A notable program designed to develop the asset capacity of the poor—the American Dream Demonstration (ADD)—was designed and directed by the Center for Social Development at Washington University in St. Louis, Missouri. The program uses Individual Development Accounts (IDAs) to create match incentives for the poor to save, creating effective opportunities for low- to moderate-income populations to save and invest in such assets as homes, businesses, higher education, and retirement.

IDAs were originally proposed by Michael Sherraden in 1988 in Rethinking Social Welfare: Toward Assets, Social Policy, and the program has been organized and implemented by the Corporation for Enterprise Development in Washington, D.C., and funded by 12 private foundations.

Legislation supporting IDA programs nationwide was originally passed at the federal level in the Assets for Independence Act (AFIA) of 1998. Since that time IDAs have been introduced and spread in the United States so that over 40 states now have some type of IDA program. Current IDA programs are small; the total number of IDA participants in the United States probably does not exceed 50,000.

IDAs enable low-wealth families to save and enter the financial mainstream by providing low-income families with an opportunity to build assets and reach life goals. Like 401(k)s, where an employer matches an employee’s savings, IDAs encourage savings by offering a match on deposits (often 1:1 or 2:1). These savings can be used to buy a home, pay for post-secondary education, or start a small business. Financial education is usually required for IDA account holders, including education on specific asset purchases such as home ownership.

IDA programs are implemented by community-based organizations in partnership with a financial institution that holds the deposits. Federal and state governments and/or private sector organizations and individuals can match deposits for low-income families. There is potential for creative program design and partnerships among the public, private, and nonprofit sectors in cooperation with account holders themselves. The savings and financial literacy components of IDAs are attracting the financial community to be involved in IDA programs. Several financial institutions across the U.S., including community banks and credit unions, are currently running IDA programs, and many other financial institutions are funding IDA programs and holding accounts.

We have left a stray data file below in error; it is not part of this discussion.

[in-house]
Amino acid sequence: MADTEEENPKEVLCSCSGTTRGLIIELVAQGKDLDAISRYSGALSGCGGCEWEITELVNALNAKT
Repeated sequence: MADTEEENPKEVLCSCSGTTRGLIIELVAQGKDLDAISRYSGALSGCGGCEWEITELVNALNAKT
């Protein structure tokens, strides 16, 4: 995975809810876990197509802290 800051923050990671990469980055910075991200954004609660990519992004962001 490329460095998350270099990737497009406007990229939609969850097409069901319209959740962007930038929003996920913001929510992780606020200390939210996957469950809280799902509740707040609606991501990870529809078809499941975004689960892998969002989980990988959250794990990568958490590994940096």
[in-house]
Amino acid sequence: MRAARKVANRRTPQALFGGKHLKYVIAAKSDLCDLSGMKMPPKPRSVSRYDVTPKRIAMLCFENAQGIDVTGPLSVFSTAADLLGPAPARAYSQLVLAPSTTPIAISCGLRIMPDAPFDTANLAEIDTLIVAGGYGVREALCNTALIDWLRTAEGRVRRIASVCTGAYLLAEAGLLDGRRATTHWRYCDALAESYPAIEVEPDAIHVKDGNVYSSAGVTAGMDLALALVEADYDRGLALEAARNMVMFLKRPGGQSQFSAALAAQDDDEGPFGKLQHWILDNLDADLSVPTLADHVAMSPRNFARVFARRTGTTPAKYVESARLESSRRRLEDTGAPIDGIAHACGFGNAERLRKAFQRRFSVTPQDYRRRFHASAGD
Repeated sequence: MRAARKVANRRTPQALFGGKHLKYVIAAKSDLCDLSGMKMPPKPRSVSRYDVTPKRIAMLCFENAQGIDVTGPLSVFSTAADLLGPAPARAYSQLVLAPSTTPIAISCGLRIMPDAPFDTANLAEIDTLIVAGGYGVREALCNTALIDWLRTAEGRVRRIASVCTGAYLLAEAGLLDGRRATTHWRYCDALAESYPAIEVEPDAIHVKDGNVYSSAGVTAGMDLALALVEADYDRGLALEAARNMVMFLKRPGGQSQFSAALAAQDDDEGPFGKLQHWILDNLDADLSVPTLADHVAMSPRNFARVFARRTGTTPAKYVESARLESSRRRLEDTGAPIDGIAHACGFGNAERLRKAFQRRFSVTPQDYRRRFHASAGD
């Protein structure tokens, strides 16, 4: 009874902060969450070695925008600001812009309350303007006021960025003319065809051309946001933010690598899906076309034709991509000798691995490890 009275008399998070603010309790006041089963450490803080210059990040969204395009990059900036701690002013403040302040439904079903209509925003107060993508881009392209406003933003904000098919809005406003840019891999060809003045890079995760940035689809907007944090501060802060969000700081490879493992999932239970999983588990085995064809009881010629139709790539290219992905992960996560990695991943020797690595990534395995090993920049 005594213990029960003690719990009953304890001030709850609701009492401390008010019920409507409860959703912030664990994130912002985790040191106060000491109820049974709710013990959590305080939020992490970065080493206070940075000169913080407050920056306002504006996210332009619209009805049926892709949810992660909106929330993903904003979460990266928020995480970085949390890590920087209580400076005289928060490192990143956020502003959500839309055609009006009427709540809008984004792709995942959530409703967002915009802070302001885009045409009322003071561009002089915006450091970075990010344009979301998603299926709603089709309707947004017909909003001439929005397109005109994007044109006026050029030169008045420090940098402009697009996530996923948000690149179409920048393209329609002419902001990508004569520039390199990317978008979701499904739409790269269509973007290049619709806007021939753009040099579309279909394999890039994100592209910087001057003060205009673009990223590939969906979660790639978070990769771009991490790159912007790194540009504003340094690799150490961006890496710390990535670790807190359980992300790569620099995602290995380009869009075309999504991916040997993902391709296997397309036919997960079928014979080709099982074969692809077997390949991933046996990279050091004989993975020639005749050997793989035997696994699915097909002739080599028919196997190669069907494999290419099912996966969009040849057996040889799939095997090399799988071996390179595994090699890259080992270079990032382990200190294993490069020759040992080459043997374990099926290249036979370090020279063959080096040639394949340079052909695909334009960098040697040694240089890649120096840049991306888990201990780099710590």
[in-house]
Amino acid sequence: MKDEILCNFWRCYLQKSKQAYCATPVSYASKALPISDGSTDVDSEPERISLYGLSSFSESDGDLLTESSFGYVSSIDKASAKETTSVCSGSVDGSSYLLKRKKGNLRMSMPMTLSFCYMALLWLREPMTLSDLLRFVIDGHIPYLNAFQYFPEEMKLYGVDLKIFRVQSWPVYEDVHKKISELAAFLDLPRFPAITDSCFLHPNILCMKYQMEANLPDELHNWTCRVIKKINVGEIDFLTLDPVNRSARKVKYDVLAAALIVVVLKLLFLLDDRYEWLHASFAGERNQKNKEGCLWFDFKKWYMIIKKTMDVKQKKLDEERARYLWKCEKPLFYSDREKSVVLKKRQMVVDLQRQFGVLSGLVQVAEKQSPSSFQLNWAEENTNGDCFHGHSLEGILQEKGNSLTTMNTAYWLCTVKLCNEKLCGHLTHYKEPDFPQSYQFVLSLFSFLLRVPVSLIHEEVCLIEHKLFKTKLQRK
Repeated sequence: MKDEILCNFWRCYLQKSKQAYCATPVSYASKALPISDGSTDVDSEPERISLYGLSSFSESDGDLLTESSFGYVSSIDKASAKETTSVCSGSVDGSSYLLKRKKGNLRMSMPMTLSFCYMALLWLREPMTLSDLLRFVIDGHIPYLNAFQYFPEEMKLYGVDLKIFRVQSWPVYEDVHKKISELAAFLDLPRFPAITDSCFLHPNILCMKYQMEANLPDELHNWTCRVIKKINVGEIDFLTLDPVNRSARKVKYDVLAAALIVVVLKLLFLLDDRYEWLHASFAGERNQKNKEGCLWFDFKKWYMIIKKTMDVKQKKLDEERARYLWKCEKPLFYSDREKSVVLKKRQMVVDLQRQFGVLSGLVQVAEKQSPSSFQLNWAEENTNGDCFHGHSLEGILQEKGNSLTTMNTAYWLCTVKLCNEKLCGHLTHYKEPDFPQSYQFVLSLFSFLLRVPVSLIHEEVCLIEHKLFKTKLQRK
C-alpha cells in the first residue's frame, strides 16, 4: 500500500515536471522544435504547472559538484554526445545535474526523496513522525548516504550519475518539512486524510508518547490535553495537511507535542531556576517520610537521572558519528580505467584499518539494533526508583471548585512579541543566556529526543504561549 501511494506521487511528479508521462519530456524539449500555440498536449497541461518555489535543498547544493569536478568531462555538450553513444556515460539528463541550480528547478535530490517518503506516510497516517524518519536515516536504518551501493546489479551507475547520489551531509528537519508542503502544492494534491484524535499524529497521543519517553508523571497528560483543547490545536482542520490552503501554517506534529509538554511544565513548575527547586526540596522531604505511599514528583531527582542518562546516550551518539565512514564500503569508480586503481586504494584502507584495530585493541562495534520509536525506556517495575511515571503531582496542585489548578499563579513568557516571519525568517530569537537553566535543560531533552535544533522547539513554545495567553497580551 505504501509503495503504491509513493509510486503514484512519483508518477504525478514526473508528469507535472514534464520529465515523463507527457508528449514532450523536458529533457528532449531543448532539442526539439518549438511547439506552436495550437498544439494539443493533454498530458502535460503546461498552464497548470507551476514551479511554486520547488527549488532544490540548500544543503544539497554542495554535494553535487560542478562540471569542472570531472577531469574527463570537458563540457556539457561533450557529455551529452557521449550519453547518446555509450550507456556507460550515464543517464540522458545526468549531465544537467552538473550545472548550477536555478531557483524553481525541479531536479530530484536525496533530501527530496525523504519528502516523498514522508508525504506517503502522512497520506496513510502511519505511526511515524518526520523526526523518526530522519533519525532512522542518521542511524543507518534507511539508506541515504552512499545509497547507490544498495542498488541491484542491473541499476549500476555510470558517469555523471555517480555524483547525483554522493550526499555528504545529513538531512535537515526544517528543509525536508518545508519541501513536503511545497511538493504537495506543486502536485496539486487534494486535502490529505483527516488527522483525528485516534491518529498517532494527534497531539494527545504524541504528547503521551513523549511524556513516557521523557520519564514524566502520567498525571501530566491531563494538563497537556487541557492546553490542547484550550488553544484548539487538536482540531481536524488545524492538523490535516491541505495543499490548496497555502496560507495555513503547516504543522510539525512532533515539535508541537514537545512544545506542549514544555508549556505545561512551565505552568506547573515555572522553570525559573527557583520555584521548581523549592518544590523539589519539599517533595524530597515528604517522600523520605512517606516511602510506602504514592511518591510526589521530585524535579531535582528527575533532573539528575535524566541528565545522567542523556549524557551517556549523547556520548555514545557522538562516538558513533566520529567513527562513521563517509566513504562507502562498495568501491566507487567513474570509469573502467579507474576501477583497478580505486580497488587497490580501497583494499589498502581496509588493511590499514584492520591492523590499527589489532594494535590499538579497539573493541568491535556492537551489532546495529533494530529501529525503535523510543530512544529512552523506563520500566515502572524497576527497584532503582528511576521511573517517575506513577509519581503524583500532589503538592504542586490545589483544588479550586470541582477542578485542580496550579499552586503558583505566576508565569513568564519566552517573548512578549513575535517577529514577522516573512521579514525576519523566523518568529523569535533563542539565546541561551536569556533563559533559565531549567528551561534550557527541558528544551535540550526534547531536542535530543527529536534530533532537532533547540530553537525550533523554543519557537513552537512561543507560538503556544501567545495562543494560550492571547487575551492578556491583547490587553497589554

Overall, in survey data, the effects of IDA saving and asset accumulation appear to be multiple and positive in areas such as work behavior, home ownership, plans for education, and confidence and control. In qualitative interviews, IDA participants report:

  • they are more likely to work or stay employed;
  • 41% work more hours;
  • 73% bought or renovated a home;
  • 60% say they are more likely to make educational plans for their children and 59%, educational plans for themselves;
  • they are more confident about the future;
  • 84% feel more economically secure and 85%, more in control of their lives.
  • Participants can “see more clearly” and “visualize a future;” and
  • they have a way to reach goals.

In sum, respondents identify the IDA program structure as changing both outlook and behavior related to saving and reaching life goals.

Baby bonds

Baby bonds aren’t a new idea. They were first started by FDR during the Great Depression as a birthright in America. In 1935 baby bonds looked like traditional savings bonds.

In July 2019, Senator Cory Booker introduced the American Opportunity Accounts Act which aims to mitigate the growing wealth gap between American families by creating a seed savings account for every American child when they are born. The funds would sit in an interest-bearing account that would receive additional deposits each year depending on family income. At age 18, account holders could access the funds in the account only for wealth-building activities like buying a home, paying for educational expenses, or starting a business. The legislation would be fully paid for by reforming federal estate and inheritance taxes. Senator Booker’s plan would provide each family of four people with an annual supplemental payment amount based on their income level. The proposed payments are depicted below:

Note: Amounts in 2019 US dollars. Source

When the child turns 18, depending on the families’ income, they could have nearly $50,000 in this account. A child from an affluent family, would end up with just over $1,600 by age 18 since they wouldn’t be getting annual payments.

According to investment firm Morningstar, Booker’s American Opportunity Accounts Act could reduce the racial wealth gap by 40%.

These individual trusts would be invested in Treasury bonds and could grow in federally managed investment accounts with guarantees of 1.5-3% annual growth rates. Eligibility would be based on the net worth position of the child’s family rather than their income, such that all children whose families fell below the national median for wealth would receive “baby bonds.” Based on a crude estimate, the budget for the program would be less than 10% of the non-war spending for the Department of Defense. This estimate does not incorporate savings resulting from reduction in other federal transfer programs associated with better-resourced young adults.